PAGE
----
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Old 21-05-2018, 05:06 PM
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Paul Haese
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Paul Haese is offline
Join Date: Jan 2009
Location: Adelaide
Posts: 9,625
Thanks everyone for the thoughts and discussion, that was my purpose for putting up the review. Manufacturers ought to take more notice of feed back.

Both Dave and I have conversed quite a lot about the issues. It's been great to bounce ideas off each other to try to find the problems.

Originally Posted by xelasnave View Post
Hi Paul

........Does it play up everywhere or just some orientations?

If so that is reasonable...........pointing straight up should work ok??
It's a non repeatable problem. In part of the sky the eastern imaging may be ok and on the west terrible, or the meridian might be terrible and parts of either eastern or western are good. The problem can be minor to down right infuriating. Each imaging run has resulted in hours of data being ditched. I have been generally doing research work on some part of the night and then pretty picture images on the part of the sky that I know is ok for that particular object. Trying to work around the problem a little.

Originally Posted by peter_4059 View Post
Paul, thanks for the review. I was interested to hear your comments re needing to change out the focuser - I'm assuming you are referring to your NiteCrawler? How did you determine the focuser was flexing when you also have issues with the focuser mounting plate?

The youtube video for the Nitecrawler has a demonstration of it holding position with a 16lb load. You must have a heavy camera!
No it'd not the nitecrawler, that is on the RC and that works fine. It's holding up the STXL, with filter wheel, filters and the AOX. It's a tank. The problem was with the 2.5" heavy duty Moonlite Newtonian focuser. That could not hold the load very well. Ron has apparently made some modifications to those focusers now.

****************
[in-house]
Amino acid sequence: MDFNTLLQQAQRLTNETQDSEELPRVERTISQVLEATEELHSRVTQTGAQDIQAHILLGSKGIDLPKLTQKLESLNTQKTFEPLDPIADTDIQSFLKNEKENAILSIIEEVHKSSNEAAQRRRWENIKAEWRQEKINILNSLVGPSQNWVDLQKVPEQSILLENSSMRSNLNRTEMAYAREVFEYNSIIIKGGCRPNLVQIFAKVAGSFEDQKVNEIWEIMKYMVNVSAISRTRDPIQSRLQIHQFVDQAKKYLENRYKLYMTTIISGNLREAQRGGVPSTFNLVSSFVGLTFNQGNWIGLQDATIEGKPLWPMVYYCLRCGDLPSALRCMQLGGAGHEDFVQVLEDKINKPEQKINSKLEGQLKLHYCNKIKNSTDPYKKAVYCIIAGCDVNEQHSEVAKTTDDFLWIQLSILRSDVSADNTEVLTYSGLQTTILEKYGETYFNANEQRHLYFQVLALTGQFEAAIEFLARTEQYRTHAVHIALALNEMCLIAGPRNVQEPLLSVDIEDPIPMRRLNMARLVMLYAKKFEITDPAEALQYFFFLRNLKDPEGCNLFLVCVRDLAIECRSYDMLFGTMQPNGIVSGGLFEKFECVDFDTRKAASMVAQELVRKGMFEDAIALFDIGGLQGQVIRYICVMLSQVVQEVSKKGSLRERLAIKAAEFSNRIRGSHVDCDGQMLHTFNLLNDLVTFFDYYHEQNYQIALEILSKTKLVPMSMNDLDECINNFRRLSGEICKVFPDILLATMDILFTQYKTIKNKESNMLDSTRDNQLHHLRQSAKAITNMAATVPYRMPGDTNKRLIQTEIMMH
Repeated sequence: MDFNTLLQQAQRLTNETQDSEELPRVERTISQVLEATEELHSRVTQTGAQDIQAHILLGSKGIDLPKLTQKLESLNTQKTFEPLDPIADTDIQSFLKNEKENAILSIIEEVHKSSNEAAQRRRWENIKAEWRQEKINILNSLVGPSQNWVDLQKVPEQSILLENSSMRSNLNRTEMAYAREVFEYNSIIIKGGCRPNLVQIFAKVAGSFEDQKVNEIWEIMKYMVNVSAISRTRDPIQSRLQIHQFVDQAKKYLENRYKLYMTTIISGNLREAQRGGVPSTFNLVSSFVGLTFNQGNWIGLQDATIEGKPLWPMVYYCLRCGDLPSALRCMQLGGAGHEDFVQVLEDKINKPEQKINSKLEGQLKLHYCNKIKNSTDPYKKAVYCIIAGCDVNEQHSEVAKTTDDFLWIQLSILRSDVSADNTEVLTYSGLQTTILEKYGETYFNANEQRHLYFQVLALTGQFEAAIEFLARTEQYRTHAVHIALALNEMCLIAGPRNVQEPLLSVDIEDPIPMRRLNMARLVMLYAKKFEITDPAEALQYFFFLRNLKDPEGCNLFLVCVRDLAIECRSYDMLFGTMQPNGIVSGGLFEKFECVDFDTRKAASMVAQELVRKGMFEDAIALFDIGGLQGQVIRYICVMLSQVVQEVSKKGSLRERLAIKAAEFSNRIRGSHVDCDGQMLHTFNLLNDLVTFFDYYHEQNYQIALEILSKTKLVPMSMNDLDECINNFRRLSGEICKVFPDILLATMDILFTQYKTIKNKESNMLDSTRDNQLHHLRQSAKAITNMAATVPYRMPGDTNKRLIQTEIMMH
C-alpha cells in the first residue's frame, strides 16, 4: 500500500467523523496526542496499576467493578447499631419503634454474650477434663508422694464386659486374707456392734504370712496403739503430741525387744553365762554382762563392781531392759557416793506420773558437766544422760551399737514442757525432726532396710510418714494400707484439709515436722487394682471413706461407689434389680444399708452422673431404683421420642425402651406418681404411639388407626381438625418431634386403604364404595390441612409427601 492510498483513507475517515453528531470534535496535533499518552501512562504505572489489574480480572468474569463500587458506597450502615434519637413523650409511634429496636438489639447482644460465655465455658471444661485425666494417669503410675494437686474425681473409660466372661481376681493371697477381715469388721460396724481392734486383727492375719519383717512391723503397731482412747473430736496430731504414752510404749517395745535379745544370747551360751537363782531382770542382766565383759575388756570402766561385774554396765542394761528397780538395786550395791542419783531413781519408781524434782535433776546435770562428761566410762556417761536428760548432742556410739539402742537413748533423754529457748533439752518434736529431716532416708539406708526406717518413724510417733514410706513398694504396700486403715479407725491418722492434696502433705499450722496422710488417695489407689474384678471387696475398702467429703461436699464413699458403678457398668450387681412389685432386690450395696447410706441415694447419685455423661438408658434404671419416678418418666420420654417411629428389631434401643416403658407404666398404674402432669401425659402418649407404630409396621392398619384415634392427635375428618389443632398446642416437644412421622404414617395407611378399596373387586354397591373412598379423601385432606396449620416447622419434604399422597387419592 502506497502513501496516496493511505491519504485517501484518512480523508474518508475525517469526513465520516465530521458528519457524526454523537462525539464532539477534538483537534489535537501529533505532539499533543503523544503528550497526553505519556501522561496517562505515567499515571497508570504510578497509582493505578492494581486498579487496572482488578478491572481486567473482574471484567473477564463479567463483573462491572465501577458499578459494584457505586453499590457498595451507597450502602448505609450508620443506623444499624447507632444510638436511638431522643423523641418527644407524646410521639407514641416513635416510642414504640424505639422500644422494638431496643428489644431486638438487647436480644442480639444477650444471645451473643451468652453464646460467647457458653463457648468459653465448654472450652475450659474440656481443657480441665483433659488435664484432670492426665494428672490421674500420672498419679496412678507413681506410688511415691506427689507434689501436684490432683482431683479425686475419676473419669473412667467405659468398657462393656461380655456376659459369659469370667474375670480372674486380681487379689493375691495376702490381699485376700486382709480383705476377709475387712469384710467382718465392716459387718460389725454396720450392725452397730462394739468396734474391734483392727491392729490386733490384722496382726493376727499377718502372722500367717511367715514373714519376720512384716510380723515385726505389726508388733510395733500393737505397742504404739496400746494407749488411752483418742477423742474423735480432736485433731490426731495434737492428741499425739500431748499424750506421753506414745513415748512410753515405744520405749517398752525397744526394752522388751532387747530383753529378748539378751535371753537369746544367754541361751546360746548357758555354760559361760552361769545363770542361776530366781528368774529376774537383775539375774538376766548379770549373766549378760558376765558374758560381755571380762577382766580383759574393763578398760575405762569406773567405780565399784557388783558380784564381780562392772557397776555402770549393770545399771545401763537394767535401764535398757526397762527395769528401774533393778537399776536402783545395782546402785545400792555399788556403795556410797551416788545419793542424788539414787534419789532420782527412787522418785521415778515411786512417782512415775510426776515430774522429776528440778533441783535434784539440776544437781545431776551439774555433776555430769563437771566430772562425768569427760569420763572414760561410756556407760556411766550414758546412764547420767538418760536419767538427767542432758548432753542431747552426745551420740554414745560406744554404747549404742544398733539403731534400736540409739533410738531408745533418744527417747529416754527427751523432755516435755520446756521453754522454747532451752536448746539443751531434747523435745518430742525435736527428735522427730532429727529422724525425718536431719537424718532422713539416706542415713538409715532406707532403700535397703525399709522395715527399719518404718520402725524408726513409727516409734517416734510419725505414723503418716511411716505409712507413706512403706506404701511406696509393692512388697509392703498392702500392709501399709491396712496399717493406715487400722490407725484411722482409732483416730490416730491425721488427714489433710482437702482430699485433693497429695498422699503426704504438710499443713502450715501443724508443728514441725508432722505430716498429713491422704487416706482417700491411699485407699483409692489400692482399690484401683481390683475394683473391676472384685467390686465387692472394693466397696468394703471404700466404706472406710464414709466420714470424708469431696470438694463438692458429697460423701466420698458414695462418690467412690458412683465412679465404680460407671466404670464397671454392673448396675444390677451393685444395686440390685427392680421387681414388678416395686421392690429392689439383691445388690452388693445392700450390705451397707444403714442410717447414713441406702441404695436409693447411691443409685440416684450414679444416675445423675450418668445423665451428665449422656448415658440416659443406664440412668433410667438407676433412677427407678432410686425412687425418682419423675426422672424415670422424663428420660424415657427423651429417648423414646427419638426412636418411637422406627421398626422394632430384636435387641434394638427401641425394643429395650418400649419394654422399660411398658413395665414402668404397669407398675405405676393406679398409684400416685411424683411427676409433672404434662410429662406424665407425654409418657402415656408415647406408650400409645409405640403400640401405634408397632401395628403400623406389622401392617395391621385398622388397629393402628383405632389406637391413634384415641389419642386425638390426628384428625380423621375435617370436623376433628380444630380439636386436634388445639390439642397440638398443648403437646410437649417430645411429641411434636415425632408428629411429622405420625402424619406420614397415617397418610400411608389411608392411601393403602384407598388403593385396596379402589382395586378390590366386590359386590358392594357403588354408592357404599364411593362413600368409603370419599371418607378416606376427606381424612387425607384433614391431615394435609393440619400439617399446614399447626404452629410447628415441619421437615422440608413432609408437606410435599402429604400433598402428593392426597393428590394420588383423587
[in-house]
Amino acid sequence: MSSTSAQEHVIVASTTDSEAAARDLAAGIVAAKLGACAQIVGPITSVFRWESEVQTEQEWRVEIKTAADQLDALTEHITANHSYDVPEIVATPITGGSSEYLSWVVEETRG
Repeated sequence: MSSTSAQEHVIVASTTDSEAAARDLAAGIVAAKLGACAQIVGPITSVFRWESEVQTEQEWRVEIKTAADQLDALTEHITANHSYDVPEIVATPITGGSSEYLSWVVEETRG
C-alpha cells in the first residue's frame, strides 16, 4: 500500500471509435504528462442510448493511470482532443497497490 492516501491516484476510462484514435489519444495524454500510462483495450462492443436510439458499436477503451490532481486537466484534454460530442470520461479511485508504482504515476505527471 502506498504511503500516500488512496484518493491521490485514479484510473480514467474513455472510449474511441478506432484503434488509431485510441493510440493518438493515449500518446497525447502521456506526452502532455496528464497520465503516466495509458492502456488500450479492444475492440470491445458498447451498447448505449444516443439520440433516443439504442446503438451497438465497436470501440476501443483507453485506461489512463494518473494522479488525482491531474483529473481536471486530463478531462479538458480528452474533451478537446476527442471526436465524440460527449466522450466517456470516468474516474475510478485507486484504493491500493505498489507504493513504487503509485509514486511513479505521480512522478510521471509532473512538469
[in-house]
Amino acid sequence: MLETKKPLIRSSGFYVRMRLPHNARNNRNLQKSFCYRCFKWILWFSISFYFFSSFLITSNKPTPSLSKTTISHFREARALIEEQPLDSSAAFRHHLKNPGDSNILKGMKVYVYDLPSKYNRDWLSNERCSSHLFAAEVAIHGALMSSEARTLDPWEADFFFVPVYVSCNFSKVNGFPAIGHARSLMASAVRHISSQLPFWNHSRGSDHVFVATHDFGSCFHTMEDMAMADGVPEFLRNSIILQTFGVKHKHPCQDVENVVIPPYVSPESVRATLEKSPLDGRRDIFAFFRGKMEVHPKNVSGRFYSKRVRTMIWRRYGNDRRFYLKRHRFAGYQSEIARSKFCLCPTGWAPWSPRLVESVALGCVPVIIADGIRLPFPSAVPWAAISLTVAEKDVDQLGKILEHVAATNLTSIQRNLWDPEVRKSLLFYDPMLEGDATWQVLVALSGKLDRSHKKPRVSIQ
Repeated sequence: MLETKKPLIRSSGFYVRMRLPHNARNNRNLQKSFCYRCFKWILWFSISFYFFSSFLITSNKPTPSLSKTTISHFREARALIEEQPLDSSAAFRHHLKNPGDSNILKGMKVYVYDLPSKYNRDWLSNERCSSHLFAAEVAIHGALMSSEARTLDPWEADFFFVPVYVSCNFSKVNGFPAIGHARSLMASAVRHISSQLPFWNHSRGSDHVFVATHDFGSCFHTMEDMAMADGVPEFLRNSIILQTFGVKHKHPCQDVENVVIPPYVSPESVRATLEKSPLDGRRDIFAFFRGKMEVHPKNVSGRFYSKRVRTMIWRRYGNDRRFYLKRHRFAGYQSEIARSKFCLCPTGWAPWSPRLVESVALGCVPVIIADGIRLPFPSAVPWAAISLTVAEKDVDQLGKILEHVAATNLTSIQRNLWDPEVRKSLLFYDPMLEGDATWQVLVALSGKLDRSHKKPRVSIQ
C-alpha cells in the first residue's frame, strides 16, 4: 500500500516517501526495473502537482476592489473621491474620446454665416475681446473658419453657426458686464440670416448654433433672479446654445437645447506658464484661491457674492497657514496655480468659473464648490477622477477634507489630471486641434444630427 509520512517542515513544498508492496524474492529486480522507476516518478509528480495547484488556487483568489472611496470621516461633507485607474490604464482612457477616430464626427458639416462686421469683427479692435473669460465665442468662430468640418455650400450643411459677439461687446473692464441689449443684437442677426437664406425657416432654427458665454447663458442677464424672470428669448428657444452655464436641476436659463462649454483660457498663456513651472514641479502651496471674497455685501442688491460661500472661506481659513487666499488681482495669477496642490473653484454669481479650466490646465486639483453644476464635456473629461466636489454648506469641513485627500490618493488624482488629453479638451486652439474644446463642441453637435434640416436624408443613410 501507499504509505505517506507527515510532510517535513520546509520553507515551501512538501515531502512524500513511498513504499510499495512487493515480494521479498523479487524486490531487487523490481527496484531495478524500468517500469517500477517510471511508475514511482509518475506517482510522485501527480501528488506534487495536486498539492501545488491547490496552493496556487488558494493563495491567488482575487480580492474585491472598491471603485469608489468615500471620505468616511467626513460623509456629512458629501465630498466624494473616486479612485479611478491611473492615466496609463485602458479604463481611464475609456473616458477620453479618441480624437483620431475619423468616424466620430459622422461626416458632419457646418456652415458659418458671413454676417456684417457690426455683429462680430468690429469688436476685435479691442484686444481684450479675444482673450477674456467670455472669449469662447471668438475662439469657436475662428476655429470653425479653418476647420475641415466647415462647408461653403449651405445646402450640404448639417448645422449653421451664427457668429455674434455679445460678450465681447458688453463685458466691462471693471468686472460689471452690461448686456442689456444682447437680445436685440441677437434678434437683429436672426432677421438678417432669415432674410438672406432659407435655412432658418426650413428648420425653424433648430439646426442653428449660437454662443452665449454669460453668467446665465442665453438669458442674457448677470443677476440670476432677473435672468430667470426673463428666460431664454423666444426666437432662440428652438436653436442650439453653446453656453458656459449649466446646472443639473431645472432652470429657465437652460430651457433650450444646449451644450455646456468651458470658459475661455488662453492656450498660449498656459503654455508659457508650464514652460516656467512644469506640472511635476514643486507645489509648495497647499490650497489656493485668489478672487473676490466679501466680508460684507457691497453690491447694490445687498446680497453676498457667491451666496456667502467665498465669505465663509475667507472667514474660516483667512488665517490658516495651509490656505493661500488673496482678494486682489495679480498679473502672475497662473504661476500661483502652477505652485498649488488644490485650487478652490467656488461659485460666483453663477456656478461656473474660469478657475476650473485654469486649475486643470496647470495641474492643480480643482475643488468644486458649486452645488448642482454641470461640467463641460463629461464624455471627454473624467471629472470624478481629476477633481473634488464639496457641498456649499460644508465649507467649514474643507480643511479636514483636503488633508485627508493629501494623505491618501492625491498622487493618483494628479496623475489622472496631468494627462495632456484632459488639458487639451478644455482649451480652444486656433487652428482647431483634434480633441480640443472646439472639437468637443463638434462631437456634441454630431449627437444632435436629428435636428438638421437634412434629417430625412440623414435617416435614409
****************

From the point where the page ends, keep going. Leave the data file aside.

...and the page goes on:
I could easily move the draw tube up and down with that particular focuser.

Originally Posted by glend View Post
Dave how much weight is hanging off the side of that top section? I get the impression from the GSO build that they are expecting folks to use a DSLR (non-modded, non-cooled), or something like an ASI1600 and filter wheel as its heaviest load.
I wonder if you were just doing manual focus and rotation with a light camera, would the scope design be ok?
Given Paul's experiences with GSO scopes, it seems that they do not test with these sort of imaging loads (or perhaps don't test at all). Do we need to accept that these are not Planewave category scopes, but basic designs built to a budget entry point with reasonable optics?
I agree there is a limited market for customisers to step in and take a basic scope and hotrod it. Sort of like Holden's HSV unit. Is the volume there to justify a business line for TS or others? Obviously, someone like Paul could become that customiser, if that excited him.

That leads to asking, if you have to invest to upgrade, why not just buy the high end scope in the first place? Or is it the challenge of making a stock budget production model into an HSV?

I have the QSIWSG-8 with filter wheel, adapters and Atlas focuser. Not a huge load but perhaps enough to cause flex.

Yeah there is a price point issue here but it should hold a QSI as a minimum. No one expected it to hold a big camera. Though you're right you would expect a few mods to be done but not a total rebuild.

Having bought a high end scope (well I hope so, it is yet to ship) it cost nearly 12000 more dollars, so I am expecting something a lot better. I know their secondary assemblies are better in any event. It is just the optics that might be risky.
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